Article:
“Many people are still reticent when it comes to walking into an art gallery” Martin Kennedy, the Arterial Chairman told us. “Art can be a little scary, especially contemporary art as it has a reputation for being difficult to understand; many people feel that it’s not for them because they see themselves as lacking the intellectual tools to respond to the work. They don’t want to appear ignorant or foolish. To neutralise this trepidation we encourage an open door policy and believe that it is not necessary to have an understanding of art theory to enjoy what the gallery has to offer. Everyone will hopefully take something positive from the experience of visiting our space and this forms part of our policy of encouraging a democracy of interaction between the work and visitors.”
So currently who are the most prominent artists showing and selling at the Eden Art Space? Michaella answers:
“This changes from month to month. Personally I can say that Leon Radegonde’s work fascinates me: the often discarded materials that he uses to create his textured artworks show exceptional sensitivity.
Artists such as Egbert Marday and Marc Luc capture a specific Seychelles energy, and the intricacies of Alyssa Adams and Sophie Standing’s creations capture the attention of many visitors.”
George Camille, until recently the Chairman of Arterial Network Seychelles, is one of the gallery’s most dedicated and successful exhibitors. “George sells strongly because his work has developed to a point where he presents the Seychelles through a personal and powerful visual language. Figurative compositions are embellished with a lexicon of symbolic forms which appear across the artist’s entire output.”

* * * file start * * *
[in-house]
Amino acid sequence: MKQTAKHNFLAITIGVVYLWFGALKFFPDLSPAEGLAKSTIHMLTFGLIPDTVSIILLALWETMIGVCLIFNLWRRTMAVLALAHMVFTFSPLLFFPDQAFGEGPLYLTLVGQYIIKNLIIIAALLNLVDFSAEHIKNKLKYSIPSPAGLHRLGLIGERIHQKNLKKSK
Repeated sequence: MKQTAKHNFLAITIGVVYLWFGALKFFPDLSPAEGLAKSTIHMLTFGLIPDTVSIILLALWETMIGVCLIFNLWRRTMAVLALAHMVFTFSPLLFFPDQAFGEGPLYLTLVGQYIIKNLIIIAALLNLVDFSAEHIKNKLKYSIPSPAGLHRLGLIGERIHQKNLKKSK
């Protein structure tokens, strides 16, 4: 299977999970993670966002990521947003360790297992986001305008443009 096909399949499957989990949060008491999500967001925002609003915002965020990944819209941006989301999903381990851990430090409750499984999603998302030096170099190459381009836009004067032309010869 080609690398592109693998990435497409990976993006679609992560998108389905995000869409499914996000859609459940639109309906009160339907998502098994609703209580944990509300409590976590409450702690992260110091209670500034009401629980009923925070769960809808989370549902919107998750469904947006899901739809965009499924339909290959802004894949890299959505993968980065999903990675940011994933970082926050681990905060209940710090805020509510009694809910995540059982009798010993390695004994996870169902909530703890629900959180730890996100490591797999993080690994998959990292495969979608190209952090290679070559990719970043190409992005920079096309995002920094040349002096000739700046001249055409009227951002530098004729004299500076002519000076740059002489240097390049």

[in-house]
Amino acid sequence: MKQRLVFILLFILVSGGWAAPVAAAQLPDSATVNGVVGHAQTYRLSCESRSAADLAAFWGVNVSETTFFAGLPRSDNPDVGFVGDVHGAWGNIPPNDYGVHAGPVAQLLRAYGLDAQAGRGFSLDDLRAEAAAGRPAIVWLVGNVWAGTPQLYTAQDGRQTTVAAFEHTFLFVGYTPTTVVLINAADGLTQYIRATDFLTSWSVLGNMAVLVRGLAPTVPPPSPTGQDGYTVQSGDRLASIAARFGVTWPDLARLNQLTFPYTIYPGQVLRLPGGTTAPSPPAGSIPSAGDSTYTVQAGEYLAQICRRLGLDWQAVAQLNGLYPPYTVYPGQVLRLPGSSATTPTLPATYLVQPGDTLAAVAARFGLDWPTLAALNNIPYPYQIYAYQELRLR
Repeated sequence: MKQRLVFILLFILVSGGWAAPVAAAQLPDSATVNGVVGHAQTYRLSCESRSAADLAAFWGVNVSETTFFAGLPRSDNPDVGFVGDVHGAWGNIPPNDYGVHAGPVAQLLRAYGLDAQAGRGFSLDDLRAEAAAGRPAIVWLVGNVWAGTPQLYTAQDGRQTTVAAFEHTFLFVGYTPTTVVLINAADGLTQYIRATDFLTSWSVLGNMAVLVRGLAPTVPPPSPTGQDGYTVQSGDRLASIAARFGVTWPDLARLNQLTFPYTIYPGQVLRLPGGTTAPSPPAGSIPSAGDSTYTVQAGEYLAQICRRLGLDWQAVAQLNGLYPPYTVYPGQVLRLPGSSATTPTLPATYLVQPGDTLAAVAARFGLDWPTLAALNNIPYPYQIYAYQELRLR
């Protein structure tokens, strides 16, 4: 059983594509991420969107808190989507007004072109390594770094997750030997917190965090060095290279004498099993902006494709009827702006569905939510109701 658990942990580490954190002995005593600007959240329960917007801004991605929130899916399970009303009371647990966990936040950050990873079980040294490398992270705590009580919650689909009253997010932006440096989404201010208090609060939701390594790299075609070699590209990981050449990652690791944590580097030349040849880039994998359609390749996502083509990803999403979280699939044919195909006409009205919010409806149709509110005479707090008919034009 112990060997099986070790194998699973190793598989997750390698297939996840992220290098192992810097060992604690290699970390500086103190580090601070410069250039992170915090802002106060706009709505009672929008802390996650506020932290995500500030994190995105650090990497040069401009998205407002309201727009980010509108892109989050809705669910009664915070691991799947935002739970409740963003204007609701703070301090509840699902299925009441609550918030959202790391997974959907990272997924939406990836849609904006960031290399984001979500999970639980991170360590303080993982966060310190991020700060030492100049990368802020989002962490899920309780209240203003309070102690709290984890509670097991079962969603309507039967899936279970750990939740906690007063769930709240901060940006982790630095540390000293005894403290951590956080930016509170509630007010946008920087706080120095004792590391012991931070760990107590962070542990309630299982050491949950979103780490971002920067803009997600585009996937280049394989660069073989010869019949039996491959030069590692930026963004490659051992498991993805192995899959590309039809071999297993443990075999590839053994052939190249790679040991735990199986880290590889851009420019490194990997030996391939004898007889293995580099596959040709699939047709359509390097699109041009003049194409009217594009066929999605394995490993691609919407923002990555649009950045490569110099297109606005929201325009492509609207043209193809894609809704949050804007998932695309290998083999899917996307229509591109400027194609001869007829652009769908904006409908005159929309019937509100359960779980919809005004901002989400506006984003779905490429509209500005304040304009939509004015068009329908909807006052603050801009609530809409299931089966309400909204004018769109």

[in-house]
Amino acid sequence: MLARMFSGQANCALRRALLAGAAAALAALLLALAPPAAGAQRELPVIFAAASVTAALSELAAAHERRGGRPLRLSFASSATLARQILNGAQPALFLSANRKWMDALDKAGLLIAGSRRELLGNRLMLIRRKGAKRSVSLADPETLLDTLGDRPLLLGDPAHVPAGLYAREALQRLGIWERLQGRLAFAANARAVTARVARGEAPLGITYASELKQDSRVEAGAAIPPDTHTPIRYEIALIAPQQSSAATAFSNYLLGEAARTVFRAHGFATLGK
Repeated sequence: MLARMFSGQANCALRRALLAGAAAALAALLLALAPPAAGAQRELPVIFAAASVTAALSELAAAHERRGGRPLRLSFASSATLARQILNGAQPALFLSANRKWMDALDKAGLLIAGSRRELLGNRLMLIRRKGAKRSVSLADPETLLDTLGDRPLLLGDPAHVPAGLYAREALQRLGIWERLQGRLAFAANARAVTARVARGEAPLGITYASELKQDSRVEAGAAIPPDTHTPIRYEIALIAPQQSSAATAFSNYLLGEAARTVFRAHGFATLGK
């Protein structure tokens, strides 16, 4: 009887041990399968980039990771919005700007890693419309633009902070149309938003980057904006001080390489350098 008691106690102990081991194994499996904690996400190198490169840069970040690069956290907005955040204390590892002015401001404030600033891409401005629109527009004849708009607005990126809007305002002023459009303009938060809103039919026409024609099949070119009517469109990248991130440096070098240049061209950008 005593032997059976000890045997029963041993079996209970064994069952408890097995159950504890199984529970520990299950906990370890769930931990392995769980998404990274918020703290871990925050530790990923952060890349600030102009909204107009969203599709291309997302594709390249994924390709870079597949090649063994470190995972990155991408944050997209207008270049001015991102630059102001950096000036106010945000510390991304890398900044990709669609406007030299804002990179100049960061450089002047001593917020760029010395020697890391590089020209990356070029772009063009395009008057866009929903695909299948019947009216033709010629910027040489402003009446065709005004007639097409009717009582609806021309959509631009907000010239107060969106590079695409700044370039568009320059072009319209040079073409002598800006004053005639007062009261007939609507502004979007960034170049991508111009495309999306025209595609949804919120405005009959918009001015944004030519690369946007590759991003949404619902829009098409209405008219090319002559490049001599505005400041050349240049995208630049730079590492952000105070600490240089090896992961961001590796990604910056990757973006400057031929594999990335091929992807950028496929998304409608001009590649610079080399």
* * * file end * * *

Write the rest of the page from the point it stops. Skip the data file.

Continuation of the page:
Camille’s recent work is rooted in social investigations – he won the first prize at the 2017 Seychelles Biennale for an installation representing the plight of drug addicts and his installation at the 2015 Venice Biennale was a powerful criticism of deficiencies in environmental management in the Seychelles.
Camille also explores his chosen themes through an exceptionally wide range of processes and media, from traditional painting and etching to the adaptation of found objects (most famously discarded wooden window shutters) into which the artist embeds embossed metal and upon which he terrorises the painted surfaces with fire.
“The works produced which utilise the shutters are both archival and aesthetic. The history and memory of the carpenters who made the pieces and the occupants of the homes who touched and were protected by the shutters are an integral part of the work.” Camille explains.
The work of Harry Brioche, a Seychellois now living in the UK, is instantly recognisable as ‘quality’. His delicate and confident brushwork recalls the confidence of Turner, and his subject matter – atmosphere – is similarly aligned with that of the great master of the evocative landscape.
Brioche has, from a young age, been captivated by the beauty and drama of the British landscape and its rapidly and constantly reforming skies. He recognised and enjoyed the contrast with the Seychelles, yet he painted what he saw where he saw it and thus the tone and ambience of his adopted home dominates his creative output.
The artist states; “The landscape is almost incidental, my main objectives are to try and capture the atmosphere and ‘spirit’ of a place. Ultimately it is the mood and light within the painting which becomes the central theme. As an artist I paint subjects that inspire me, and which bring me, and hopefully others, pleasure.”
Harry Brioche’s often small and delicate paintings are both evocative and beautiful. They transmit a distinctive aura and, even in a gallery where they are invariably surrounded by larger and more colourful works, they command attention and respect.